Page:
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Being Informed is the Best Spyware Defense!
by Steve Gibson, Gibson Research Corporation
The GRC Privacy FAQ

This site contains TWO completely different FAQ pages:
This "GRC Privacy FAQ" page provides answers to common questions relating to general Internet privacy, spyware, and malicious web sites.
The other OptOut User's FAQ page contains answers to questions specific to the operation and capabilities of our OptOut program. If that's what you're looking for, you can find it on the Optout User's FAQ page.


You may click any of the red button targets to jump directly to a Q&A of your choosing, or scroll down and read through the entire page . . .

How do advertisers track people on the web?
How can I remain completely anonymous on the web?
If I disable and refuse all cookies am I "tracking proof" ?
What's a "Web bug" ?



How do advertisers track people on the web?
Web tracking technology is extremely advanced and is becoming more so all the time. The desire for "them" to know as much about you as they can seems to make advertisers go bonkers. So, new and ever-more-clever and sneaky approaches are always being developed.

Fellow privacy advocate, Richard Smith, has a collection of terrific pages that explain many of these technologies in satisfying detail. I highly recommend that you check them out!



How can I remain completely anonymous on the web?
True Internet anonymity is surprisingly difficult to achieve. Several things are required if you really want to pull this off:

 First, you must route all of your Internet access through a "third-party" anonymizing server. This will disguise your actual IP address and should also offer some "content filtering" to suppress unnecessary eMail and http headers from mail and web activities. The most popular anonymizing service is http://www.anonymizer.com/. I have no direct experience with them, so I can't vouch for their services in any way, other than to say that they have a good reputation in the industry and have been around "forever" (which is, in itself, a good sign).

 Second, you must cleanse your applications themselves. For example, your web browser should NOT know anything about you. Some browsers have your eMail address filled-in for accessing FTP servers — that's clearly not very anonymous. Also, your browser must be run in the highest security mode possible, with all active content and scripting completely disabled. You must NEVER agree to run any script or active content on any web site you visit. And, all of the browser's many "caches", "cookies" and "histories" should be flushed and cleaned out.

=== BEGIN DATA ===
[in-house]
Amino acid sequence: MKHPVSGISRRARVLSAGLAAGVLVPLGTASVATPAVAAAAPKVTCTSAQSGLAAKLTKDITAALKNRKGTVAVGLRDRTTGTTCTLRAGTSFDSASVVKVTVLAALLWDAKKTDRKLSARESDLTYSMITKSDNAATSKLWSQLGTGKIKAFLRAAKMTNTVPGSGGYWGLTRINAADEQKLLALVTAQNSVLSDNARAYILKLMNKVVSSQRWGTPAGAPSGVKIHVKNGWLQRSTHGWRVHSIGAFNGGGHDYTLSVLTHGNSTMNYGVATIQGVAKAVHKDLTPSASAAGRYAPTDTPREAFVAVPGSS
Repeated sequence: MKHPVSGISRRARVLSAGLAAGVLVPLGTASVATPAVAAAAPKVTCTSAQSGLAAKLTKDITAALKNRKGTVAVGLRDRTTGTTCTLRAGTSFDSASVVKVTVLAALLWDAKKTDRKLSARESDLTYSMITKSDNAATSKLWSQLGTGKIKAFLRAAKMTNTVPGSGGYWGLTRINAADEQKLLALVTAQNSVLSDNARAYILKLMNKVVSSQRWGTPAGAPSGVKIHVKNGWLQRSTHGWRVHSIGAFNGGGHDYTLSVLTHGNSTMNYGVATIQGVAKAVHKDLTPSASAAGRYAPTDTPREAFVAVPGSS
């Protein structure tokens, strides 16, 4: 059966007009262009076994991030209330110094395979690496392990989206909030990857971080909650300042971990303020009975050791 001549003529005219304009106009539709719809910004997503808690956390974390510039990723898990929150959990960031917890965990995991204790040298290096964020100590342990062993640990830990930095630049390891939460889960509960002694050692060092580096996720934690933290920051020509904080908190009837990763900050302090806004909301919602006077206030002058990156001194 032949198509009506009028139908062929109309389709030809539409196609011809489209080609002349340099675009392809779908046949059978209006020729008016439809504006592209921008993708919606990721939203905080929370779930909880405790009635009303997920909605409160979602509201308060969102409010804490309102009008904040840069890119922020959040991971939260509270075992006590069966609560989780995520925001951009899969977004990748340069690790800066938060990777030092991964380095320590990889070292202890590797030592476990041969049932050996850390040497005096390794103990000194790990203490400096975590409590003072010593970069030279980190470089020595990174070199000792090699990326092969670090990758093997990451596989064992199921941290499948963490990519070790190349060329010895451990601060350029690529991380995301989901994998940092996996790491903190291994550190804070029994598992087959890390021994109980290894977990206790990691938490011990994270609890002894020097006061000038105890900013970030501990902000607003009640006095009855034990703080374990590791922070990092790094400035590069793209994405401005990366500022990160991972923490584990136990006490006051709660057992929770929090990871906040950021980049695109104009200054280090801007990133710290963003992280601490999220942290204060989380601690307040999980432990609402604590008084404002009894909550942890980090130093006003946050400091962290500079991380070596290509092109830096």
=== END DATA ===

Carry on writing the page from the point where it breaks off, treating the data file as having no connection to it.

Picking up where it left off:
As you can see, true anonymity is frustratingly difficult to achieve and requires that we sacrifice many conveniences.



If I disable and refuse all cookies am I "tracking proof" ?
Unfortunately, no. There's another more recent tracking technology that's VERY potent and doesn't reply upon cookies. Please see the following question which describes the new technique known as "web bugs."



What's a "web bug" ?
"Web Bug" is the term for a new and nasty (potent) tracking technology. It's extra nasty since even eMail messages can be "bugged" and mass mailers (spammers) can, and do, use these bugs to confirm your receipt and viewing of their spam, even if you then delete the note!

A web bug is usually a minimum size, one pixel high by one pixel wide (1x1) transparent .gif image. Being transparent you can't see anything, yet any HTML-enabled viewer, including your browser, eMail, news, or other "client" will fetch the tiny .gif image from a foreign server whenever the image is displayed. If cookies are enabled then a full "cookie exchange" will transpire as well — and you already know what THAT means about loss of privacy!

But, more importantly, even if cookies are NOT enabled, a new technology, which I call "fake dates", can still be used to track you individually. By uniquely and individually "faking" the last modified date of a web bug image (or of a traditional web advertisement for that matter) it is possible for you to be tracked just as deliberately and uniquely as if all cookies were being accepted! Whenever your browser already contains a web bug image in it cache, it asks the foreign server if the image has been modified since the "fake date", which instantly and uniquely identifies you to the server since every person being tracked is given a different fake date!

If nothing else, this goes to show you how desperate these sneaky creeps are to track your movement across the Internet. Richard Smith has done some wonderful work on this issue.

If the coloration of all the links below indicate that
you have visited every page, there's nowhere you
haven't travelled! I hope you've enjoyed your stay!

You are invited to browse these pages for additional information:

1  OptOut Homepage 
5  Suspected Spyware 
9  Privacy On The Net 
2  Code Of Conduct 
6  The OptOut Program 
10  GRC Privacy Forums 
3  Spyware Analyzer 
7  OptOut User's Guide 
11  Keeping Informed 
4  Known Spyware 
8  OptOut User's FAQ 
12  GRC Privacy FAQ 

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Gibson Research Corporation is owned and operated by Steve Gibson.  The contents
of this page are Copyright (c) 2014 Gibson Research Corporation. SpinRite, ShieldsUP,
NanoProbe, and any other indicated trademarks are registered trademarks of Gibson
Research Corporation, Laguna Hills, CA, USA. GRC's web and customer privacy policy.
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Last Edit: Aug 17, 2004 at 13:34 (3,531.33 days ago)Viewed 6 times per day